There is one other thing I'd mentioned which is that the version of Notting Hill that appears here is nothing like Notting Hill in real life. There isn't a single significant character of colour and no mention of the world-famous carnival that takes place every year.
Should I Watch It?
It might lack the emotional clout of Four Weddings and a Funeral or the festive, syrupy, cheesiness of Love Actually but Notting Hill is actually a quality little picture in its own right, one that I might even prefer. In spite of the strange world it inhabits, you identify with the characters and run with it unlike dozens of other rom-coms. The supporting cast prop up the two leads brilliantly and the film's humour is enough to win you over. It might be an extremely sanitised rom-com but what it does, it does very well.
Great For: couples, date nights, London residents
Not So Great For: cynics, Hugh Grant's public persona, untickled funny bones
What Else Should I Watch?
There is no shortage of romantic comedies on the market as they are cheap to make and often score big takings at the box office. Finding a good one, however, can be tricky but there are several to choose from. Obviously, the aforementioned films written by Curtis are a great place to start, even if Love Actually is so sugary that it should have a warning for diabetics before the opening credits.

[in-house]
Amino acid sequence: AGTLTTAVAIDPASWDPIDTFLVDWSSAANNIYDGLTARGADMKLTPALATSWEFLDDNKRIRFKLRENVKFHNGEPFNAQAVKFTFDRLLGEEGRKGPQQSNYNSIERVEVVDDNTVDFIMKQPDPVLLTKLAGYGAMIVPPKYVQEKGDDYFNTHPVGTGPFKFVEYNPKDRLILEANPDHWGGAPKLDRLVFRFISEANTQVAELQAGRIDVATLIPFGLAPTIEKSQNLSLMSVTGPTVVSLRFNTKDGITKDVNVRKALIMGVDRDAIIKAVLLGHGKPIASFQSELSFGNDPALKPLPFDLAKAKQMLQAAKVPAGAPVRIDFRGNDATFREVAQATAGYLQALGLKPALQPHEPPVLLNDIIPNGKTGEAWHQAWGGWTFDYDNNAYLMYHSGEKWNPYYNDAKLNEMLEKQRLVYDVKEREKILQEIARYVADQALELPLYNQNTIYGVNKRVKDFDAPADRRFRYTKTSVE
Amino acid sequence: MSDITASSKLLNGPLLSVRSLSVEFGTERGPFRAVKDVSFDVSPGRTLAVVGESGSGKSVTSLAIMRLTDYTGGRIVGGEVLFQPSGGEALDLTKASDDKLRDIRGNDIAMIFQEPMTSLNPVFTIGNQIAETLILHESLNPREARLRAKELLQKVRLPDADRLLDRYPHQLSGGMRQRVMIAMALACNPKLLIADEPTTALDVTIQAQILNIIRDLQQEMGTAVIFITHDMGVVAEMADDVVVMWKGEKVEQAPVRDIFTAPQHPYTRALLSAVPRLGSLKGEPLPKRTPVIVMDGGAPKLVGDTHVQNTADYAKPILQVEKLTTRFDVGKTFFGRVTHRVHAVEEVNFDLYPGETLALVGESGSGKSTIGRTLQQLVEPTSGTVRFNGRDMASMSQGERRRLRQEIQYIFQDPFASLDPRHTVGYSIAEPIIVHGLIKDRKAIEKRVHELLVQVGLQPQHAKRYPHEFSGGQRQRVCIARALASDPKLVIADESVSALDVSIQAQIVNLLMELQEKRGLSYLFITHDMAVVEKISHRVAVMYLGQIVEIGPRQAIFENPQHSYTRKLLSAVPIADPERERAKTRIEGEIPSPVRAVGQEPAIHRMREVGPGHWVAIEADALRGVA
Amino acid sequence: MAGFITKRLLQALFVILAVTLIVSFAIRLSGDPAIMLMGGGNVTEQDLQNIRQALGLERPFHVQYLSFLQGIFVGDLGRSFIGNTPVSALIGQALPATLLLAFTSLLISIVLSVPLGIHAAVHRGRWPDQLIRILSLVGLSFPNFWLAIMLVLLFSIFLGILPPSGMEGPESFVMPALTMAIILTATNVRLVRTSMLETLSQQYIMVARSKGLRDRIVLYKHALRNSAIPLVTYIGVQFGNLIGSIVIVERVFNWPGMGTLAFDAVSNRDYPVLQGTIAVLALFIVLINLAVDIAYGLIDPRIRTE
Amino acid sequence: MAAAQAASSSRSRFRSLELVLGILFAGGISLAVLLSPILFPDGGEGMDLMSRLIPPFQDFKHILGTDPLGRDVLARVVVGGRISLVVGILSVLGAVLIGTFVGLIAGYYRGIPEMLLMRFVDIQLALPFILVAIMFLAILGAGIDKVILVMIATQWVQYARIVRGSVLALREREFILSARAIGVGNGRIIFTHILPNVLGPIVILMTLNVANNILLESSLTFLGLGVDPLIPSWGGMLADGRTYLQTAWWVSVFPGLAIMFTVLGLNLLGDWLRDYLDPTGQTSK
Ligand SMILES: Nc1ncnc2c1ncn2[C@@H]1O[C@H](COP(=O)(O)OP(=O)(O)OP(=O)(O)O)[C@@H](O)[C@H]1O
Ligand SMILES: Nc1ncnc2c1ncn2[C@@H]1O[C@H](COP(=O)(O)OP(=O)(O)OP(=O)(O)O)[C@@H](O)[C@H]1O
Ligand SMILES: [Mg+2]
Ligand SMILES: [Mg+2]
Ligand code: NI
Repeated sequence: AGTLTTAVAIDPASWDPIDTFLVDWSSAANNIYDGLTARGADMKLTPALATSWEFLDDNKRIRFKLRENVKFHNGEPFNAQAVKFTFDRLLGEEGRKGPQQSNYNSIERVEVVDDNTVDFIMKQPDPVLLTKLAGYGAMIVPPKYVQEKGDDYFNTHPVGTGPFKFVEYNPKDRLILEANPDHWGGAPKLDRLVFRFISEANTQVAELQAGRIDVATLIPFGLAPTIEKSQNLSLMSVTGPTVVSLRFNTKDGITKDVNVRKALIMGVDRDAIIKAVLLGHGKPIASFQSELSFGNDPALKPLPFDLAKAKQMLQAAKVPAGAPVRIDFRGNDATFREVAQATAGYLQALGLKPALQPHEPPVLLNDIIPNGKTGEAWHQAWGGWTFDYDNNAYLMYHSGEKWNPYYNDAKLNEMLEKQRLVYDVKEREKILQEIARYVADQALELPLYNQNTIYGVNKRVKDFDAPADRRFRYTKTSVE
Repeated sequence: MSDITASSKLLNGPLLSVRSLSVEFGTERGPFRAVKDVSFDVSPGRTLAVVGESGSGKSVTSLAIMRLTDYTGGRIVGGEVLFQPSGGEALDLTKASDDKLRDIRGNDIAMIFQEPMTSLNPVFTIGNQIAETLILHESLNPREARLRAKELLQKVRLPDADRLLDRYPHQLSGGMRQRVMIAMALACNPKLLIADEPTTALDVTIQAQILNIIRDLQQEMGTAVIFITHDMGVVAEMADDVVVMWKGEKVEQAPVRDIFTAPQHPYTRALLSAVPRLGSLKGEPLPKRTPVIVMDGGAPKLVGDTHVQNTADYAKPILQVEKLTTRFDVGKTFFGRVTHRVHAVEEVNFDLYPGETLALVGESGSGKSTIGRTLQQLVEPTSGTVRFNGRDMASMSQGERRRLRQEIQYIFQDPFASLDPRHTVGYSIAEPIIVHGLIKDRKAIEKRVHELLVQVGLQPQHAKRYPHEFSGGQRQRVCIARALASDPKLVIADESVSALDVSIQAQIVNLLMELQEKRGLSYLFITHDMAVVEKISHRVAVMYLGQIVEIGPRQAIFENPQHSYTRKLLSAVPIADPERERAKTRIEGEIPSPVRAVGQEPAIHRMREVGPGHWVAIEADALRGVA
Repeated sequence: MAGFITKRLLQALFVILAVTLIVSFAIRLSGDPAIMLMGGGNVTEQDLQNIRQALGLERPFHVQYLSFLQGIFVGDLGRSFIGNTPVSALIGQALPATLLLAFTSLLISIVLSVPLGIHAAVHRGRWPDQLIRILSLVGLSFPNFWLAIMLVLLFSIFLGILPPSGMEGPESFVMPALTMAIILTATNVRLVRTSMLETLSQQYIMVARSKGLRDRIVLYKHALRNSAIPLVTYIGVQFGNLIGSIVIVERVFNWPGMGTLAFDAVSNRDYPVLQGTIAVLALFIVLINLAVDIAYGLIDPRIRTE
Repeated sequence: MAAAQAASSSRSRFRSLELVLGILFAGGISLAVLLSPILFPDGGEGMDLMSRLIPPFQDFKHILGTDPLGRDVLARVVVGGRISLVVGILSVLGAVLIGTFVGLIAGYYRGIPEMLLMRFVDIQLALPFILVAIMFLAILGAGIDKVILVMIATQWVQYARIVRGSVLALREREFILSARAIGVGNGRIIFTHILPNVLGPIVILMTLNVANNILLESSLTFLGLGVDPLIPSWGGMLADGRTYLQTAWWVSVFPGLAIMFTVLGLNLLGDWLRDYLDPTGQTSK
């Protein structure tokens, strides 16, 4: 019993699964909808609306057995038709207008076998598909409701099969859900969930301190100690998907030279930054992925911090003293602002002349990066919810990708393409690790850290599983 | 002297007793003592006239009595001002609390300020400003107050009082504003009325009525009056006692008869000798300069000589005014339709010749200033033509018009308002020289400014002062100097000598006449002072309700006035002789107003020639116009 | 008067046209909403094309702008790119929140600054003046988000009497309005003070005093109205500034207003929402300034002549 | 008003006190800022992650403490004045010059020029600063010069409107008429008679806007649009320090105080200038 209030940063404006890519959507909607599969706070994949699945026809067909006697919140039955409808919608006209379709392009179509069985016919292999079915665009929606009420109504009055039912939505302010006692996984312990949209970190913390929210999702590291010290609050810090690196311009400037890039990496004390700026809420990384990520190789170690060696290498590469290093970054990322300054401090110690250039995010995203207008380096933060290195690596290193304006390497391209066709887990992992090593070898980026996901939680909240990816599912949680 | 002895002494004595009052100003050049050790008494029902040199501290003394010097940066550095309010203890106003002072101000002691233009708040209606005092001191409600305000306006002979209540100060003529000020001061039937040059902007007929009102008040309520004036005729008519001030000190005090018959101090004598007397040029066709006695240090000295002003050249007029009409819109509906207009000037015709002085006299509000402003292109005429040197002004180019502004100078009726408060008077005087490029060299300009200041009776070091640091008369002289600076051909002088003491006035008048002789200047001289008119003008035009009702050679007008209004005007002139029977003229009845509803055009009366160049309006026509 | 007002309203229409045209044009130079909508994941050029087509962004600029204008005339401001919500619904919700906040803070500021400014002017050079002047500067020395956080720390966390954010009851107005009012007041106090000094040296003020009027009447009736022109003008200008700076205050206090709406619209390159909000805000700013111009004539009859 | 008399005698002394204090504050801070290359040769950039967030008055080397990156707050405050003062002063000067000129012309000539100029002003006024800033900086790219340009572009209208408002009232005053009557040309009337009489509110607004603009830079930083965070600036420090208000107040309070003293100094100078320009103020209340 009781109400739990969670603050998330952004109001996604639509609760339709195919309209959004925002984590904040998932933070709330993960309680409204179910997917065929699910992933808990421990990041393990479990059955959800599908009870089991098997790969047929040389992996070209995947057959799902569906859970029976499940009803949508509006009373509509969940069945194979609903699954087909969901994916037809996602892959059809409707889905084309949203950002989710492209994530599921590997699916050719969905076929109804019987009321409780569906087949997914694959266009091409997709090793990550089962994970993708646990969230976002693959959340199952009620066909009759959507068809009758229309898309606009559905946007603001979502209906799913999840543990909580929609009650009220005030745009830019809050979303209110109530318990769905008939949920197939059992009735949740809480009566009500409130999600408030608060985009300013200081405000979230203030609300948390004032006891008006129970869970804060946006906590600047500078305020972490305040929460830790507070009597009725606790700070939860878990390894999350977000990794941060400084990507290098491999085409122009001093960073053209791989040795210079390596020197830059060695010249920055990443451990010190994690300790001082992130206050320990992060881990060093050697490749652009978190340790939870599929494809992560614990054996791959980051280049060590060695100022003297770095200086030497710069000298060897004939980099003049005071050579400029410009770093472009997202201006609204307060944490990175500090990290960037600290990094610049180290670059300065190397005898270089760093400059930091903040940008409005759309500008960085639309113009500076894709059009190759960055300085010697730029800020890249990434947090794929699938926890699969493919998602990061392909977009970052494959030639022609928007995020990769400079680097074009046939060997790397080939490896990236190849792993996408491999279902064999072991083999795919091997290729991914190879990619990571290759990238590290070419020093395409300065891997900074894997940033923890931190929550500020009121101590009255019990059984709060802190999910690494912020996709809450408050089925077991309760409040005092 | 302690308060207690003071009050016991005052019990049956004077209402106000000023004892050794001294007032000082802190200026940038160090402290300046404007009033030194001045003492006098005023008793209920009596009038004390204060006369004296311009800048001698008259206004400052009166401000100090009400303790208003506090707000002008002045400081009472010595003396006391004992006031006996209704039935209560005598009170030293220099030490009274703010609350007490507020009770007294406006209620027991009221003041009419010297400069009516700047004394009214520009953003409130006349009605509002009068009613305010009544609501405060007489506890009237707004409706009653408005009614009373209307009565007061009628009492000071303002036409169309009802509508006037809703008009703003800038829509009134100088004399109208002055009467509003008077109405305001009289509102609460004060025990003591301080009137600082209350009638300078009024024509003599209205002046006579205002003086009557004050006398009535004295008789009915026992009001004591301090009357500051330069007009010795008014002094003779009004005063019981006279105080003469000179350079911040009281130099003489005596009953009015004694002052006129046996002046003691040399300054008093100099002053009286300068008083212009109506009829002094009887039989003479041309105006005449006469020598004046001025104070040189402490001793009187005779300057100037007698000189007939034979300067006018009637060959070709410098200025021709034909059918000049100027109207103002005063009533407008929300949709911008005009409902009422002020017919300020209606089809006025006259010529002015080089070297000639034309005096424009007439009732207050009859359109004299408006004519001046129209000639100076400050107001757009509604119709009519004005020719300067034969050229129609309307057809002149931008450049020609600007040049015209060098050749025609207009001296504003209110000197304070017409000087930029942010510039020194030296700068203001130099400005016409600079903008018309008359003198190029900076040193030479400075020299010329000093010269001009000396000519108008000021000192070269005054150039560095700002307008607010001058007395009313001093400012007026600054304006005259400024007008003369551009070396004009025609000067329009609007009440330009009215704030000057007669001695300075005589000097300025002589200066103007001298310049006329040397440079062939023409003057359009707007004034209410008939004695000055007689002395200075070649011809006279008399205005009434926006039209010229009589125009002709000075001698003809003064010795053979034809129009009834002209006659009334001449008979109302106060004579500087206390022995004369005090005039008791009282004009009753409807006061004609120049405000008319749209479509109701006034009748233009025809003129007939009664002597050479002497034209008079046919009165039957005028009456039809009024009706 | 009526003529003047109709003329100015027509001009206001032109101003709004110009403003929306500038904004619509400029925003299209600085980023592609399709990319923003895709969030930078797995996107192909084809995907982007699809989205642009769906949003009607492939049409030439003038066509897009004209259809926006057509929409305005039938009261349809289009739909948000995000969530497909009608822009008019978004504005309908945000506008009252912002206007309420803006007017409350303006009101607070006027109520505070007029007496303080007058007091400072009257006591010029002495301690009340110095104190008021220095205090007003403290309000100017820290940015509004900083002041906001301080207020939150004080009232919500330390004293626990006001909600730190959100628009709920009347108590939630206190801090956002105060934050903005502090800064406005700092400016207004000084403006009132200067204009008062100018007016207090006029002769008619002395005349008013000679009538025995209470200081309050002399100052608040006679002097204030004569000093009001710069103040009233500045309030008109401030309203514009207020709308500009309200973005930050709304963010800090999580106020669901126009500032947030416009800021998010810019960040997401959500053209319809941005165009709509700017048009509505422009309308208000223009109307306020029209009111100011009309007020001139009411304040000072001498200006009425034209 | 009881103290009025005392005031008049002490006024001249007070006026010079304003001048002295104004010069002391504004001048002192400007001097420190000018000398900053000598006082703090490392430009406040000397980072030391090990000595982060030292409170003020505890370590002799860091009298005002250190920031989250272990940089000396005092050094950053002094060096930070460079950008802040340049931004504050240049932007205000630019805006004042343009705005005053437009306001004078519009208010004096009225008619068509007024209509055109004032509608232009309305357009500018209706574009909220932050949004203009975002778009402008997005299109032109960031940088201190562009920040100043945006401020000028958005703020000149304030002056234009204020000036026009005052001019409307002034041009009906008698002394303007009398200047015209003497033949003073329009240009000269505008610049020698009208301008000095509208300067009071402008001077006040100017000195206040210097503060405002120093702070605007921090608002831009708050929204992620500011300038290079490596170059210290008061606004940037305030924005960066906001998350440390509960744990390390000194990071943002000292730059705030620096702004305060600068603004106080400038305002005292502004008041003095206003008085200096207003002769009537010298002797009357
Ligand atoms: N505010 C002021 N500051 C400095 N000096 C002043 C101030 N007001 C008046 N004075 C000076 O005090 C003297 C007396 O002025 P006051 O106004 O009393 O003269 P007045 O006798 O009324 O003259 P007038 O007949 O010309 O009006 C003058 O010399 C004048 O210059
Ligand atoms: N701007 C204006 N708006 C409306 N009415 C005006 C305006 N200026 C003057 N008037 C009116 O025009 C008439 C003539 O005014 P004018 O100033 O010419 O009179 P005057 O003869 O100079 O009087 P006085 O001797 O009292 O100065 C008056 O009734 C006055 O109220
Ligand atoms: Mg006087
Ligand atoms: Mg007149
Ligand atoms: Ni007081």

Of course, it's not just the Brits who make rom-coms. When Harry Met Sally is arguably the most famous Hollywood rom-com while Silver Linings Playbook was hugely successful more recently. My favourite, though, is Juno featuring Ellen Page as a sarcastic high school student who unexpectedly falls pregnant. It has a wonderfully indie feel to it and has one of the best soundtracks I've heard in a while.
Release Date (UK)
21st May, 1999
© 2015 Benjamin Cox
Benjamin Cox (author) from Norfolk, UK on August 18, 2015:
She's a fine actress but "Notting Hill" is not a particularly difficult role for her.
Pat Mills from East Chicago, Indiana on August 17, 2015:
I can see where Julia Roberts was in demand in her younger days, but I prefer her lesser known work, like Mary Reilly and Charlie Wilson's War. She's appeared in a lot of enjoyable films, but few great ones.